Abstract: The last few decades have witnessed a rapid increase in the number of studies addressing the concept of “happiness”. However, the existing literature is highly biased to a) income-related studies; b) modern, industrialized societies; and c) single case studies. There is scarce research on cross-cultural understandings of happiness, particularly from small-scale, preindustrial societies. This paper addresses these gaps by studying the perceptions of happiness and well-being in three indigenous hunter-gatherer societies, the Tsimane´ (Amazonia), the Baka (Congo Basin), and the Punan Tubu (Borneo). I compare individual self-reported happiness with: 1) individual health; 2) individual needs perceptions; 3) household income and wealth, and; 4) personality. I also compare self-reported happiness with demographic, cultural, and social characteristics. The data were obtained from 18-months of fieldwork in each site. The findings provide valuable contributions both to the scientific literature and the global discourse on happiness, as well as for policy makers, development agents, and researchers working with local or national wellbeing.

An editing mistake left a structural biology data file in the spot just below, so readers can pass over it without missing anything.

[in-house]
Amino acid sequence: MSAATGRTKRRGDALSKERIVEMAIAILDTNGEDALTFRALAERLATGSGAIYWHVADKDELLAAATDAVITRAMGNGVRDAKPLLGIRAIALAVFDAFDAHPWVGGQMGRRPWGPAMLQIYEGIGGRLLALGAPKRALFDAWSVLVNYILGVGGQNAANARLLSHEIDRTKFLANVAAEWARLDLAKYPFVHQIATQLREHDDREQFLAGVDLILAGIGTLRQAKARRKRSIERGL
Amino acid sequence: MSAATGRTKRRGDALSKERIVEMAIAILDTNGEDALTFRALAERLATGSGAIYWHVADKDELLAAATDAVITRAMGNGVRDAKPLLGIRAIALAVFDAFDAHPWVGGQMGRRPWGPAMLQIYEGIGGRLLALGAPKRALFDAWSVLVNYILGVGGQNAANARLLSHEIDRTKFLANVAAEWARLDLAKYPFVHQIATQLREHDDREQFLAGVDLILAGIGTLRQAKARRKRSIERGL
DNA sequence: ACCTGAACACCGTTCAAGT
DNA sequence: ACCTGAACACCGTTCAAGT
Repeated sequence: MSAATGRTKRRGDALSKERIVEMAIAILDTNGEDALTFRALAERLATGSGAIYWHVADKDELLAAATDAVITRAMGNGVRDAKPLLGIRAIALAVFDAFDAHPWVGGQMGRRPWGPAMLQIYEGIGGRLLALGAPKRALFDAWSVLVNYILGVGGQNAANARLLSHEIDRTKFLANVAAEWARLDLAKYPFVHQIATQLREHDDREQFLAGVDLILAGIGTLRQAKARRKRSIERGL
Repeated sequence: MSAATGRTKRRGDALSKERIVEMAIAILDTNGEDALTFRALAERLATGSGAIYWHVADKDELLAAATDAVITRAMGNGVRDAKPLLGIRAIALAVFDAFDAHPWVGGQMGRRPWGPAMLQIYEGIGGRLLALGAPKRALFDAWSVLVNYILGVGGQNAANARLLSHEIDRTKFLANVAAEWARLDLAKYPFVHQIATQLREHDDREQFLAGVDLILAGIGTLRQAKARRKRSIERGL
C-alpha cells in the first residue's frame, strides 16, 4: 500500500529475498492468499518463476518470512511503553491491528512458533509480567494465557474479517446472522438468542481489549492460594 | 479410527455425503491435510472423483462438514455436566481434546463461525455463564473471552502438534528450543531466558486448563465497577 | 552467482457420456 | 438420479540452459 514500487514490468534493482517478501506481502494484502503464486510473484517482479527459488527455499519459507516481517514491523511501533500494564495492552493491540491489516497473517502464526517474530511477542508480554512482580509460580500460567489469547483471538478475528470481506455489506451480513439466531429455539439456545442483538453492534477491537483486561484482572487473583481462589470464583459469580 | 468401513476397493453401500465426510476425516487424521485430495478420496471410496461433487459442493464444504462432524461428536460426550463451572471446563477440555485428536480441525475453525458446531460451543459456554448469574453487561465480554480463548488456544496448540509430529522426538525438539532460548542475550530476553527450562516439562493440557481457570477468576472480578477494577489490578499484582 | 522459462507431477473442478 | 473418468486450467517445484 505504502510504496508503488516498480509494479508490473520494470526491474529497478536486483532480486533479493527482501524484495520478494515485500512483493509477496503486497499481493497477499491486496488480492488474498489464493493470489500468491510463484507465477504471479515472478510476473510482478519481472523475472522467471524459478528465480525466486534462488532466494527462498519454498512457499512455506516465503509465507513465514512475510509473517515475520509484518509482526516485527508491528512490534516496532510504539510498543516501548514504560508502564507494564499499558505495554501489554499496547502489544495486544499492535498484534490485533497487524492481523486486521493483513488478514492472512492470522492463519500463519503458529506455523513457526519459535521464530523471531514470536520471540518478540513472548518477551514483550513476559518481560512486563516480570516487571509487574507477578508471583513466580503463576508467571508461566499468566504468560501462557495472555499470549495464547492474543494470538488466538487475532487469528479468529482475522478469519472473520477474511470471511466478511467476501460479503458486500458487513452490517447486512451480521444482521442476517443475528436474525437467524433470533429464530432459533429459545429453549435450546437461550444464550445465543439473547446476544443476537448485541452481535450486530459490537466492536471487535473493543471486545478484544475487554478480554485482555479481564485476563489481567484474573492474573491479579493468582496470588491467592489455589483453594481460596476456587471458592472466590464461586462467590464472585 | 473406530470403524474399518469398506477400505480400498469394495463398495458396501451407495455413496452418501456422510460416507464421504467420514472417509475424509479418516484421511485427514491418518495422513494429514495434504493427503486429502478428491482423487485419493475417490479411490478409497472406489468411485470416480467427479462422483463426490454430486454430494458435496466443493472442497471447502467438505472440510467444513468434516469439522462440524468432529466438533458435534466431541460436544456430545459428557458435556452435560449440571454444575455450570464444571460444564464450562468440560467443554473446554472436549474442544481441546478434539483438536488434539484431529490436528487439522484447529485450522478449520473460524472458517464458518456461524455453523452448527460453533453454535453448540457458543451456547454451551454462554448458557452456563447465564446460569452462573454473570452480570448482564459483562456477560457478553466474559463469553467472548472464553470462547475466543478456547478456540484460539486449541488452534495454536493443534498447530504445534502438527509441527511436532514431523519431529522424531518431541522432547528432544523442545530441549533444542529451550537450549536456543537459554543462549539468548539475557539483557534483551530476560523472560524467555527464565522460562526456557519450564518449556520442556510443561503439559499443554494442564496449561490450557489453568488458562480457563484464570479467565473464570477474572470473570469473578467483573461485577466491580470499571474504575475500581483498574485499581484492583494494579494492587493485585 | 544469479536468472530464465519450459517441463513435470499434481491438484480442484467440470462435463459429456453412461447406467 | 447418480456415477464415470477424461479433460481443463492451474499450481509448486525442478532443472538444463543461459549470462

Keywords: happiness; wellbeing; indigenous peoples
Narrative step: Facing the current crisis
This media entry was a contribution to the special session “Buen vivir and radical ecological democracy” at the 4th International Degrowth Conference in Leipzig in 2014.